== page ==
As traffic mounts, concerns grow about student safety | Page 7
T H E H O M E TOW N N E W S PA P E R F O R M E N L O PA R K , AT H E R TO N , P O R TO L A VA L L E Y A N D WO O D S I D E
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An exciting new addition to an old favorite
Borrone MarketBar Section 2
W W W. T H E A L M A N AC O N L I N E . C O M
The best in luxury
1081 SIERRA DRIVE, MENLO PARK
140 ELEANOR DRIVE, WOODSIDE
New on the market! 3-bedroom, 2-bath home located in desirable Sharon Heights Kristin Cashin CalBRE 01438764 650 399 0500
PRICE UPON REQUEST
5-bedroom, 2.5-bath spacious home close to the Atherton border Carolyn Rianda CalBRE 01501805 650 400 8361
Views, amenities, and luxury. Las Lomitas School District Kristin Cashin CalBRE 01438764 650 399 0500
Midtown 3-bedroom, 2-bath, 1,312 square feet, 7,700 square-foot lot Gary McKae CalBRE 01452438 650 743 7249
Oliver Luxury Real Estate welcomes KRISTIN GRAY as our newest sales associate
ristin Gray is a native Californian raised in Atherton. She attended Hillview Middle School in Menlo Park and Menlo School in Atherton. Kristin received her bachelor’s degree from the London School of Economics and her MBA from the University of Texas at Austin. An entrepreneur with a broad range of business
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and civic accomplishments, Kristin brings a unique combination of experience to her clients. She loves building and maintaining lifelong relationships and ﬁnding the perfect home for her clients. Kristin is also a member of the Junior League and Cantor Arts Center and volunteers weekly at Citizen Schools.
R EAL E STATE Q&A
UP F RONT
by Monica Corman
Selling “Off-Market” Dear Monica: I plan to put my house on the market in March and I am deciding whether to market it publicly using the Multiple Listing Service (MLS), or having my realtor market it privately to other agents she knows. What would you advise? Karen M. Dear Karen: We are currently in one of the tightest markets there has been in the past many years and I see no reason not to openly market your property to everyone rather than to a closed circle of agents. You have no idea how many potential buyers are looking for your kind of property and the only way to find out is to expose it to as many people as possible. Buyers for Silicon Valley properties are local, national and international and you don’t know where your buyer will come from. A recent experience of mine can illustrate this point.
Photo by Michelle Le/The Almanac
I listed a property in Palo Alto during the holidays, mainly because I was starting to get calls about it from agents who knew it was coming on the market in January, so I decided to let everyone know. I had so many calls and requests for information and at least half of the calls were from agents and buyers who were not in the immediate area of the property. The only way they knew that the property was for sale was because it was listed on MLS and repeated on numerous other websites. The property sold with multiple offers well above the list price and the seller was very satisfied. I have seen this set of facts repeated on other sales in the past few weeks. My advice is to expose your property as widely as possible. This will confirm the true market value for the property.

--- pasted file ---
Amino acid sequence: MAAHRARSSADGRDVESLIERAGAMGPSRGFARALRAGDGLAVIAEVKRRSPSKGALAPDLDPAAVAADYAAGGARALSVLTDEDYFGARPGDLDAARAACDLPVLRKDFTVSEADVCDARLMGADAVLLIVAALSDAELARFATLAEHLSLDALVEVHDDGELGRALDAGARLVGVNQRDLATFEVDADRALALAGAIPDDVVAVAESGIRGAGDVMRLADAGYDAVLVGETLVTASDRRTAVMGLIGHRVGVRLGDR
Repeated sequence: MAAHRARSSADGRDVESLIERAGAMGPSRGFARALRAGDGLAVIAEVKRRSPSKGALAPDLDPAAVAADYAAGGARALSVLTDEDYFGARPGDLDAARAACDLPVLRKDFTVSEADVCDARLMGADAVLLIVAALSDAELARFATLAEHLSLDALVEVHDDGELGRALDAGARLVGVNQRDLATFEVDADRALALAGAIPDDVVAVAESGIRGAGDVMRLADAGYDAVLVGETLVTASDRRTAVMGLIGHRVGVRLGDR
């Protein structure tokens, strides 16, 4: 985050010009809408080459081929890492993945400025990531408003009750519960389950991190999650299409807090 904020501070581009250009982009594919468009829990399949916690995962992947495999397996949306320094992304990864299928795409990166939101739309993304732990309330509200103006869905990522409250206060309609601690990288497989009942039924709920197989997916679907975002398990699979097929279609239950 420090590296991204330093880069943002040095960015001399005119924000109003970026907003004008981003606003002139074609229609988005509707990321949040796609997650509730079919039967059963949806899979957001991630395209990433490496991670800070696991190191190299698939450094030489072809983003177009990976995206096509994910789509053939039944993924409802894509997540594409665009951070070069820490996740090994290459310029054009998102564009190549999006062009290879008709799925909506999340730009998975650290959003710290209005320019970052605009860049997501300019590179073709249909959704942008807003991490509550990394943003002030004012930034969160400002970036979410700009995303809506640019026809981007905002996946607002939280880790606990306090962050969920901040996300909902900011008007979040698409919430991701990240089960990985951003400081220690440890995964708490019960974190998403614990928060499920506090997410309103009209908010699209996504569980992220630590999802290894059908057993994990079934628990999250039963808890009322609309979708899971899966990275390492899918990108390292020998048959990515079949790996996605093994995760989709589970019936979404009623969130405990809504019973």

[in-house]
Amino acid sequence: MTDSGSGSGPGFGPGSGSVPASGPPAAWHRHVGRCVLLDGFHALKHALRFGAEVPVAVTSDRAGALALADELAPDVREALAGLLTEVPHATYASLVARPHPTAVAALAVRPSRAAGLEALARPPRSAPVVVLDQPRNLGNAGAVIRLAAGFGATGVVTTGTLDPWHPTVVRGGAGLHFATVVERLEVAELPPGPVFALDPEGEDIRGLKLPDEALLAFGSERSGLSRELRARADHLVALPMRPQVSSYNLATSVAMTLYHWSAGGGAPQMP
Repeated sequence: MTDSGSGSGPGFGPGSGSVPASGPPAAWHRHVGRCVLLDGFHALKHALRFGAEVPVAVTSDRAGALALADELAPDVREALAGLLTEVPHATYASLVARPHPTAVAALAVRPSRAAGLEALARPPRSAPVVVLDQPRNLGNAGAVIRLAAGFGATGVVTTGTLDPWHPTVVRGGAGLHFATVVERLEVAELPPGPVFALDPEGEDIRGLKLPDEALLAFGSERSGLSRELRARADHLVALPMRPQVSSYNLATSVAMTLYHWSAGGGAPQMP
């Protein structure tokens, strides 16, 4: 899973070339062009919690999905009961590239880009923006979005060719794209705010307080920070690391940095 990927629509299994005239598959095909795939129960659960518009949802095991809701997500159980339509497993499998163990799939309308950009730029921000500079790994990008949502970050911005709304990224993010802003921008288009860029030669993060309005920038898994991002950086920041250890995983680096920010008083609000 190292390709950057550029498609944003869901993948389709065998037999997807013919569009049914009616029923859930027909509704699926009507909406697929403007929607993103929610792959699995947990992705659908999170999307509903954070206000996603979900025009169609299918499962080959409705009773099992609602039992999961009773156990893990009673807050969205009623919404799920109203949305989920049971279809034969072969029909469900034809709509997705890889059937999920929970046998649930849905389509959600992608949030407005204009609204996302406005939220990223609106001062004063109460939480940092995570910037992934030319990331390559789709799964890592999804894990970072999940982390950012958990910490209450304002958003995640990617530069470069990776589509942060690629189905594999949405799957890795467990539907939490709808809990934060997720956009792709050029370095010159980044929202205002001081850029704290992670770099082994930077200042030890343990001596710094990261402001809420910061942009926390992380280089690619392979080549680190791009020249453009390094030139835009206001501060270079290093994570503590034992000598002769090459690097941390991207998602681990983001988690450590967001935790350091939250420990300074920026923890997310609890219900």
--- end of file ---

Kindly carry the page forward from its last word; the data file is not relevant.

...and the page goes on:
For answers to any questions you may have on real estate, you may e-mail me at firstname.lastname@example.org or call 462-1111, Alain Pinel Realtors. I also offer a free market analysis of your property. www.MonicaCorman.com
Flegel’s Home Furnishings is observing its 60th anniversary in Menlo Park this year.
Flegel’s named small business of the year in Senate district Flegel’s Home Furnishings, which is observing its 60th anniversary in Menlo Park this year, has been named Small Business of the Year in state Senator Jerry Hill’s 13th Senatorial District. The award is given in recognition of Flegel’s commitment to community service and business ethics, according to Sen. Hill’s office. “I was totally blown away,” said Mark Flegel, president and owner of Flegel’s Home Furnishings, when he heard the news. Sen. Hill’s proclamation says that Mark Flegel and Flegel’s have long supported such community organizations as the Rotary Club of Menlo Park,
Music@Menlo, Peninsula Volunteers, Peninsula College Fund, Fraternite Notre Dame, and Vintage Affair. Mr. Flegel was recognized for giving generously of his time and energy as chair of the Rotary District’s Mark Flegel 5150’s Scholarship and Youth Exchange programs, as a director of the San Francisco Fleet Week Association, and as vice president of the San Francisco Navy League Council. He has served as a Menlo College trustee, a C.S. Lewis Founda-
tion trustee, a Menlo Park Chamber of Commerce board member, and as a member of several city of Menlo Park committees. Mark’s father Arthur, who will turn 97 in August, opened the original Flegel’s 60 years ago — in January 1954 — in a 5,000square-foot store in downtown Menlo Park where Amici’s East Coast Pizzeria is today at 880 Santa Cruz Ave. Four years later Flegel’s moved next door to its current location at 870 Santa Cruz Ave., a 24,000-square-foot showroom. Mark Flegel said he plans to hold a 60th anniversary celebration for Flegel’s Home Furnishings in May or June.
! e l a S g n i s o l C e Stor st Go! u M g n i h t Every
Residents invited to crime-prevention session Property crime in Ladera, Portola Valley and Woodside — the trends, how to discourage burglaries and thefts, and how to improve community safety — are the topics for a 90-minute informational session set for
6:30 p.m. Wednesday, Feb. 12, in the Portola Valley Community Hall at Town Center, 765 Portola Road. Sheriff Greg Munks invites residents to meet their neighbors and learn how to mini-
mize becoming a victim of crime. Representatives from the San Mateo County Sheriff’s Office will be on hand to talk about these issues and take questions from residents.
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THE ALMANAC (ISSN 1097-3095 and USPS 459370) is published every Wednesday by Embarcadero Media, 3525 Alameda de las Pulgas, Menlo Park, CA 940256558. Periodicals Postage Paid at Menlo Park, CA and at additional mailing offices. Adjudicated a newspaper of general circulation for San Mateo County, The Almanac is delivered free to homes in Menlo Park, Atherton, Portola Valley and Woodside. Subscriptions for $60 per year or $100 per 2 years are welcome. POSTMASTER: Send address changes to the Almanac, 3525 Alameda de las Pulgas, Menlo Park, CA 94025-6558. Copyright ©2012 by Embarcadero Media, All rights reserved. Reproduction without permission is strictly prohibited.
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Trust Your Face to a Specialist
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Local News M
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No charges in crash that hurt 6-year-old twins ■ Driver’s license suspended, but it’s unclear whether it was voluntary or by DMV
By Sandy Brundage Almanac Staff Writer